Rabbi’s Reflections – Saturday, March 23, 2024
Shabbat Shalom,

The Emotion We Call Love
by David Harwood

Agape is not a determination to act in a certain way. It is the emotion we know as love. This is important:

We are commanded to love, but agape is not a dispassionate decision (1 Corinthians 13:3). It is the emotion we call love.

Did you know that emotions can be commanded? We’ve been commanded to love God, our neighbors, our enemies, and our fellow disciples. We’re exhorted to rejoice. On the other hand, sinful emotions can be prohibited. For instance, bitterness is a prohibited emotion. So is greed.

It is possible to do things that look like love but are mere shells, plastic fruit, Rolex replicas, Gucci knockoffs. We want the real thing and not the appearance of agape.

Paul addressed this.

If I give away all that I own and if I hand over my body so I might boast but have not love, I gain nothing. (1 Corinthians 13:3) 

It is possible to do loving things but that if the heart of agape is not motivating the actions, they are worthless.

The reason this is important is that it seems like the believing community has given up on the heart and focused upon behavior. This is the result of a lack of faith, insight, and interaction with God. We’ve been promised new hearts which are inscribed with the torah of Agape.

Concerning the zenith pattern of love, agape can be used to describe the love of God.

God is holy and His agape is as holy as He is. Just as God’s power is greater than humanity’s, God’s agape is more strongly felt. Here are the pinnacles of holy agape:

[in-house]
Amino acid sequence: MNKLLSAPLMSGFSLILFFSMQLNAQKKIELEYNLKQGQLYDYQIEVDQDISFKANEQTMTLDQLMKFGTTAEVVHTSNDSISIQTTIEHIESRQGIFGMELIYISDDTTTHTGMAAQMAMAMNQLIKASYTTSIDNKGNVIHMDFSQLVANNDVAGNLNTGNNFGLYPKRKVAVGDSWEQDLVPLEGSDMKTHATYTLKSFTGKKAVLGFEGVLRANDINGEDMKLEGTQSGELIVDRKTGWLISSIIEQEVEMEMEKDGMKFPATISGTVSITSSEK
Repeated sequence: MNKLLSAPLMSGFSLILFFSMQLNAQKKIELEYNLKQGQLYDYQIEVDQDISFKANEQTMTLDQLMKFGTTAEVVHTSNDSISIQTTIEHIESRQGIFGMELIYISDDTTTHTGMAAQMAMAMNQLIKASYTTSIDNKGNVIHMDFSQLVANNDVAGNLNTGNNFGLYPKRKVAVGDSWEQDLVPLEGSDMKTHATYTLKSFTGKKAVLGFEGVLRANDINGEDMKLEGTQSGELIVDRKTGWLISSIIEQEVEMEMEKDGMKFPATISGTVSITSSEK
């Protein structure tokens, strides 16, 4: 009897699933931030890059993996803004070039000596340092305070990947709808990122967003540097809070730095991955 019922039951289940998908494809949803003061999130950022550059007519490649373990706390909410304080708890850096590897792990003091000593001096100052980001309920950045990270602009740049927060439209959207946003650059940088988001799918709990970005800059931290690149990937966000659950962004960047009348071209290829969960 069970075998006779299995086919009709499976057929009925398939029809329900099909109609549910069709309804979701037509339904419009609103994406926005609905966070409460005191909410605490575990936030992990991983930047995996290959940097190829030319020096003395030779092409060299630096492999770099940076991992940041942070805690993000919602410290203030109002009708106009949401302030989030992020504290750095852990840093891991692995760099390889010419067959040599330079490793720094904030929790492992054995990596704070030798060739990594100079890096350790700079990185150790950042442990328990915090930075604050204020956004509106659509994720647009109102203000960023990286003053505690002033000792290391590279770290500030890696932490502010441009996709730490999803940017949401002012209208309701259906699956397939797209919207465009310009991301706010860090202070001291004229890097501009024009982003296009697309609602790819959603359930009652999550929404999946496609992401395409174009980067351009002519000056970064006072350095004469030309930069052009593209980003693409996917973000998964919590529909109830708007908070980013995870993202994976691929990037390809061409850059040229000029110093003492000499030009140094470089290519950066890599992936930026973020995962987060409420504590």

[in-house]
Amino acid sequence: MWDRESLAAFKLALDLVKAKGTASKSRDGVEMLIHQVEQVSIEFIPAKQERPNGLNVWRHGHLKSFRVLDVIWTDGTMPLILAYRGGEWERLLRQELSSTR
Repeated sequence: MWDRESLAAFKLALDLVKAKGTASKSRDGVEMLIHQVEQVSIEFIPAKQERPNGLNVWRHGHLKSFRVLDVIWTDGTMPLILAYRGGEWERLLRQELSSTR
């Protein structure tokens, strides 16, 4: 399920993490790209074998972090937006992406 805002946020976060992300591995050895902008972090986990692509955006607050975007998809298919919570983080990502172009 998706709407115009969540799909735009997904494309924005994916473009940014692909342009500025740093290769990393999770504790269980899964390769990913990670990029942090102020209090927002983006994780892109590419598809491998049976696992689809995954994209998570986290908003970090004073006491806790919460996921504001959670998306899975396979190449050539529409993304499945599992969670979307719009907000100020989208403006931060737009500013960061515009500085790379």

God’s love for the world and His love for Yeshua.

Agape is as holy as the lover is, and our holy, holy, holy God feels it. Just as our vision is a shadow of His vision, and our capacities are faintly analogous to His power and skill, so also is our natural agape a hint of what God feels – utterly holy agape.

The following is the cornerstone verse that describes God’s love.

“For God so loved the world that He gave His one and only Son, that whoever believes in Him shall not perish but have eternal life. (John 3:16) 

This describes the holy emotion God felt that motivated His redemptive action. The giving of His Son was agape’s expression. His love provoked the giving of His Son. It was how He loved; the action agape took. It is holy love.

How deeply must that love feel? To what can it be compared? Words fail.

Later in John we see another description of God’s agape.

The Father loves the Son and has given everything into His hand. (John 3:35) 

Consider that the exaltation of His Son, giving Him the Name above every name, is a manifestation of Father’s great love for Yeshua. Yeshua was loved for a reason: He laid down His life and took it up again (John 10:17). The Father expressed that love by putting every created thing under the risen Messiah’s authority.

Later in John’s Gospel we find the Messiah speaking to Father about His love for us.

I in them and You in Me—that they may be perfected in unity, so that the world may know that You sent Me and loved them as You loved Me. (John 17:23) 

To believe that Father’s agape for us is on the same level as His love for Yeshua is a bit much. But we’re loyal to the Messiah, believe His word, and are under a covenantal obligation to believe this revelation, Father’s thrice holy agape is directed towards us, and it is the emotion we call love.

Daily Bread, reading plan by Lars Enarson (https://www.thewatchman.org/)
13 Adar II Shabbat 23-Mar-24 Parashat Vayikra Shabbat Zachor
Leviticus 5:11-6:7[5:26]; Deuteronomy 25:17-19 1 Samuel 15:2-34